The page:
By Sramana Mitra and guest author Sudhindra Chada
Sramana Mitra: In your case, you are selling an opportunity intelligence solution. How can you know exactly what is going on inside the account without a defined process? InsideView doesn’t pick up that there is an opportunity intelligence problem going on in your prospects.
Greg Brush: The reason people buy things and invest in things is because they are building a business or they are reacting to business initiatives that are going on in the account, and the fact is there are a lot of different mediums out there that will provide leading indicators of opportunity to their business.
SM: Would you give me an example?
GB: You can see leadership changes, and you can see mergers and acquisitions [using our process]. We have a number of different accounts or opportunities where companies are announcing business expansion, which can immediately suggest a big prospecting push. At the same time, if a company is announcing [the implementation of] cost-cutting measures, that means they are trying to save money and be more efficient. [Our sales reps will know about this], and the information would inform a sales rep about the type of approach he or she would take with that given account. The sales rep can tailor the approach.
SM: In other words, position the solution. Let’s say a company is changing its head of sales; that would be a good trigger for you to go in there and pitch InsideView in a certain way. Where there are cost cutting or layoffs, you would pitch it differently.
GB: Absolutely! That is exactly what we do.
SM: Now, in terms of the conclusion, what has been the trajectory of the company by following these kinds of processes? You joined InsideView in 2008, right?
GB: Yes, July 2008.
SM: Was much of this process already in place, or did you put in a lot of the process? What has been your experience with ramping this up?
GB: We have added a lot of infrastructure, tools, and processes since I joined. I would say the biggest thing I inherited was a metrics-based culture. So, there is a sharp focus when we do things around baselining and measuring. I really brought in sales domain expertise to the organization, and some leadership for the team, so we have been able to deliver new initiatives and then measure them. We also have a great culture of experimentation, so we will experiment with something, we will do a proof of concept with some technology and see what the uptick is and see if it has gotten a lift for us. If it has, we will buy it and incorporate it.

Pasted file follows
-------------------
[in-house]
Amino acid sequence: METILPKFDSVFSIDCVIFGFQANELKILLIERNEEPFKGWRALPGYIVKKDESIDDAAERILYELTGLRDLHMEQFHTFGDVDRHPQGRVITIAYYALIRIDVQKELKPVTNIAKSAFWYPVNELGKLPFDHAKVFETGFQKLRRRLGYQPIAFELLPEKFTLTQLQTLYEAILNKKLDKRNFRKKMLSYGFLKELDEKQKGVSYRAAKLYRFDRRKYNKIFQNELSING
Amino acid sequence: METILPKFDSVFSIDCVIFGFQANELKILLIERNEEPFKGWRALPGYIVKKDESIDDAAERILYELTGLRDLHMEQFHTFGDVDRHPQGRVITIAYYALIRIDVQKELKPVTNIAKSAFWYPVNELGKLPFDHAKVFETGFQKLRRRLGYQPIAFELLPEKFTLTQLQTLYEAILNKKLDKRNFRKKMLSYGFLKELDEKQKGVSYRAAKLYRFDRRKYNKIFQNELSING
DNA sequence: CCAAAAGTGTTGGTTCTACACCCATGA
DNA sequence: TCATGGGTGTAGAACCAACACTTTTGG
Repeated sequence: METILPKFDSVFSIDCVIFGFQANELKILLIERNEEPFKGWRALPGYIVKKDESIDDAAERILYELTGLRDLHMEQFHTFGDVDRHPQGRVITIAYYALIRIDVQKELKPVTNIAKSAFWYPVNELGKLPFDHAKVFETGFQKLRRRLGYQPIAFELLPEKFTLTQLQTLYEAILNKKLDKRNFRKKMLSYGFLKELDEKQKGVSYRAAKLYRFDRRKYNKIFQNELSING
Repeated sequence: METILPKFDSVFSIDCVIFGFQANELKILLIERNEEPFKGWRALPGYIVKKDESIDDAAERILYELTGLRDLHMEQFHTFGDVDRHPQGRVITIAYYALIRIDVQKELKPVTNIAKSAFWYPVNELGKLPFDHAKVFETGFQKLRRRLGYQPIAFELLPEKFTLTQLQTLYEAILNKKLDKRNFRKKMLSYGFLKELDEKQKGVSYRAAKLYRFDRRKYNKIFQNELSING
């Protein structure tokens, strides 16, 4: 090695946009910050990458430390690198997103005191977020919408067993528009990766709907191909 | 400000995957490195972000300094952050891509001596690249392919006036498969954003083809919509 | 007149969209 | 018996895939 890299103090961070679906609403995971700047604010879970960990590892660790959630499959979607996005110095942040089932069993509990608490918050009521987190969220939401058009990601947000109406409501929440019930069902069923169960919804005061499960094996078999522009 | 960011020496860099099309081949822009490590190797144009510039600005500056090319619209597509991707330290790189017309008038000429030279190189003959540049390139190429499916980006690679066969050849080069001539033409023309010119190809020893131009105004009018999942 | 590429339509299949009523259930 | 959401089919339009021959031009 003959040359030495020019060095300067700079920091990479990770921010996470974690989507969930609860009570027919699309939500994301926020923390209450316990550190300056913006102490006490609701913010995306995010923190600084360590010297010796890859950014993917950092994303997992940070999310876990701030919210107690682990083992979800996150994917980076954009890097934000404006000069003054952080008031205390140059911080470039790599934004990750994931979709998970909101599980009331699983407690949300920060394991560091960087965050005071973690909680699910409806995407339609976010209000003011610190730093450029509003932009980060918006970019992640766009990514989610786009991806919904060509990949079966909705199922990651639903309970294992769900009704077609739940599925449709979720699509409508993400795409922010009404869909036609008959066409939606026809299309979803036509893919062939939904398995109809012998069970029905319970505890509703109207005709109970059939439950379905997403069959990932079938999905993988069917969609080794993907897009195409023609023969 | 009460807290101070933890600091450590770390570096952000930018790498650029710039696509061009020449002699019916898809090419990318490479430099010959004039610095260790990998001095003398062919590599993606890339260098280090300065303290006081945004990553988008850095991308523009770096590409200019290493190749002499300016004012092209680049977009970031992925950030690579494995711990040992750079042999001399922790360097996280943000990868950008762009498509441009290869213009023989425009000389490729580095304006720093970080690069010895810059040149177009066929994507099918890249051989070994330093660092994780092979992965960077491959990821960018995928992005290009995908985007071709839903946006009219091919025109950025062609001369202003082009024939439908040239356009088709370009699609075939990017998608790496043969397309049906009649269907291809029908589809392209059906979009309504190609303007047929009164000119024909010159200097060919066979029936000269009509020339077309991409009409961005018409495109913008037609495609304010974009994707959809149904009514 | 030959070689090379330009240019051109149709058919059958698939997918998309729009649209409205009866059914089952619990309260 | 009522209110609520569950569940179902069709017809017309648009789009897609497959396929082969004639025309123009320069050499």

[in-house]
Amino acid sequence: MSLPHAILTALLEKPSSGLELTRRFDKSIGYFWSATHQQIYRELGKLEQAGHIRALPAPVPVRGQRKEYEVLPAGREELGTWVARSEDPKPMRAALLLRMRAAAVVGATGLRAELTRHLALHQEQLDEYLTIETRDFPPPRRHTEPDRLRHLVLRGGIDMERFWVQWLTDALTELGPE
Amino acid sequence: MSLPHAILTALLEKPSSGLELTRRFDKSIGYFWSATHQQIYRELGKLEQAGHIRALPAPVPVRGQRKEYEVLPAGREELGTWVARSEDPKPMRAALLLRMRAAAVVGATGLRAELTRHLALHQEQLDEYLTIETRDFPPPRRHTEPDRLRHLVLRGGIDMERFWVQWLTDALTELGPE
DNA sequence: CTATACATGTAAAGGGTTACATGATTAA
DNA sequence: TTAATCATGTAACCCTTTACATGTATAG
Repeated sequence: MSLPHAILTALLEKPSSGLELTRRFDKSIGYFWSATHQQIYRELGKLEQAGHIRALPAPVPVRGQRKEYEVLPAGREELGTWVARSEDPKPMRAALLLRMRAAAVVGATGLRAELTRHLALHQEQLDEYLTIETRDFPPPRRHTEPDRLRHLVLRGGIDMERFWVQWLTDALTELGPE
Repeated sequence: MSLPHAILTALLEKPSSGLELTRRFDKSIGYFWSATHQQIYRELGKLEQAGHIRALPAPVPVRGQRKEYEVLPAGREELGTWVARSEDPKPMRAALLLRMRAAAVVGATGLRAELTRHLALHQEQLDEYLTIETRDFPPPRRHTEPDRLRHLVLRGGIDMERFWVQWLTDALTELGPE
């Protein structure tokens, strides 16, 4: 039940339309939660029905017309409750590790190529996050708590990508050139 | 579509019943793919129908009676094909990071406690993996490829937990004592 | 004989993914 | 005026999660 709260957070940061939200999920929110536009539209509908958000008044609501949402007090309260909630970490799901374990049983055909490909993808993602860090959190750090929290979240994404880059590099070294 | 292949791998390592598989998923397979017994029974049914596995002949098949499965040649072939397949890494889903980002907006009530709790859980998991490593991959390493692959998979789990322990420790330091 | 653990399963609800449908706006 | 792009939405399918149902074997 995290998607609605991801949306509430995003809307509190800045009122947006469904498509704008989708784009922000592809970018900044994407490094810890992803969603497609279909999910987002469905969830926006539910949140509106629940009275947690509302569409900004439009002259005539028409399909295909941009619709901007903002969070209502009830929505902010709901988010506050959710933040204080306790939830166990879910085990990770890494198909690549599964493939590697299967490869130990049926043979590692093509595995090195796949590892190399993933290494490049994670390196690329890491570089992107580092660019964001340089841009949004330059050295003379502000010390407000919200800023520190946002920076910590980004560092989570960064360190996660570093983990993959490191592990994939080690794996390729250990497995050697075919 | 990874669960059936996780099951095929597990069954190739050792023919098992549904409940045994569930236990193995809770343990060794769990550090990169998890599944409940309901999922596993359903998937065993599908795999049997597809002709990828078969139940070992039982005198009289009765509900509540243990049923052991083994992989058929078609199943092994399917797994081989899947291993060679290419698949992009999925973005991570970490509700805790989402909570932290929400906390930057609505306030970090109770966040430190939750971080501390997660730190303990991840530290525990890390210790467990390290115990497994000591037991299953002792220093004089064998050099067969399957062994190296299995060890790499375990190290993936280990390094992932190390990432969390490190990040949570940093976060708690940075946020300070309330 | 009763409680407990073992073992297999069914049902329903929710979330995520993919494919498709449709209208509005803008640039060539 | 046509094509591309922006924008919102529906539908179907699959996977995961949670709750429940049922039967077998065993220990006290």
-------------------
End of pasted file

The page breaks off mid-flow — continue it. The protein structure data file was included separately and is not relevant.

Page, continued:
SM: What role has your relationship with Salesforce.com played in this ramp-up process? I remember when I spoke with Umberto [Milletti, InsideView’s CEO, in an Entrepreneur Journeys interview] early on in the company’s history. He mentioned that you were working closely with Salesforce.com. How has that partnership evolved?
GB: It has been a strong, mutually beneficial relationship. That would be our view; we have been early in doing things with them in the development of their app exchange and Force.com, so we use their product internally. We collaborate with them where it makes sense in the marketplace.
SM: Do you get a lot of leads from them?
GB: We get a lot of leads from their marketplace through the app exchange; their technologies are the foundation of the tracking business.
SM: Now that Salesforce.com is making quite a lot of acquisitions, is it fair to say that we may see the acquisition of InsideView by Salesforce.com?
GB: There is no comment on that.
SM: OK, thank you for your time! Please say hello to Umberto for me.
GB: I will. Thank you.
Note from Greg: InsideView has seen yearly growth of 135% by implementing sales 2.0 and social selling tools and processes. Key number on business improvement in the sales process through social selling (using InsideView, LinkedIn, Twitter, blogs and Facebook) are: a 5% increase in lead qualification and opportunity conversions (using Vorsight and TAS Group); 35% improvement in outbound sourced business; and a 58% improvement in add-on business with existing customers.